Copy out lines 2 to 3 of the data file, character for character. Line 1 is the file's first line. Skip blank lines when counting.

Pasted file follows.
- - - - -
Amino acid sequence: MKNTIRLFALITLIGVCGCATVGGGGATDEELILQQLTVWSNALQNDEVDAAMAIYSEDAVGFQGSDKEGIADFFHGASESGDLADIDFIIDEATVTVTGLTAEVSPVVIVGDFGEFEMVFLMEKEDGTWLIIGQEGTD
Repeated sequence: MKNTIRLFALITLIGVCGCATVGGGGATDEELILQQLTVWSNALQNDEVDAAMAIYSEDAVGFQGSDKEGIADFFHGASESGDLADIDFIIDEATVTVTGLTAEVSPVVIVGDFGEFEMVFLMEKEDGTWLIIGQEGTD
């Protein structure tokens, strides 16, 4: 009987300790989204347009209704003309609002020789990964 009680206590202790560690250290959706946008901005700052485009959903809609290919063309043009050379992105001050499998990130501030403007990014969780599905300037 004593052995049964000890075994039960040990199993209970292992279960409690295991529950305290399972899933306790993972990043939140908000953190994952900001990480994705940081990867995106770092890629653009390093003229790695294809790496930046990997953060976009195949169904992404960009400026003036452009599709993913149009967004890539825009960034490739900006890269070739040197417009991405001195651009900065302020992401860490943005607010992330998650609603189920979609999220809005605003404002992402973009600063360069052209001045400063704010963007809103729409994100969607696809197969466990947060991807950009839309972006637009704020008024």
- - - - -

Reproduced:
Repeated sequence: MKNTIRLFALITLIGVCGCATVGGGGATDEELILQQLTVWSNALQNDEVDAAMAIYSEDAVGFQGSDKEGIADFFHGASESGDLADIDFIIDEATVTVTGLTAEVSPVVIVGDFGEFEMVFLMEKEDGTWLIIGQEGTD
């Protein structure tokens, strides 16, 4: 009987300790989204347009209704003309609002020789990964 009680206590202790560690250290959706946008901005700052485009959903809609290919063309043009050379992105001050499998990130501030403007990014969780599905300037 004593052995049964000890075994039960040990199993209970292992279960409690295991529950305290399972899933306790993972990043939140908000953190994952900001990480994705940081990867995106770092890629653009390093003229790695294809790496930046990997953060976009195949169904992404960009400026003036452009599709993913149009967004890539825009960034490739900006890269070739040197417009991405001195651009900065302020992401860490943005607010992330998650609603189920979609999220809005605003404002992402973009600063360069052209001045400063704010963007809103729409994100969607696809197969466990947060991807950009839309972006637009704020008024």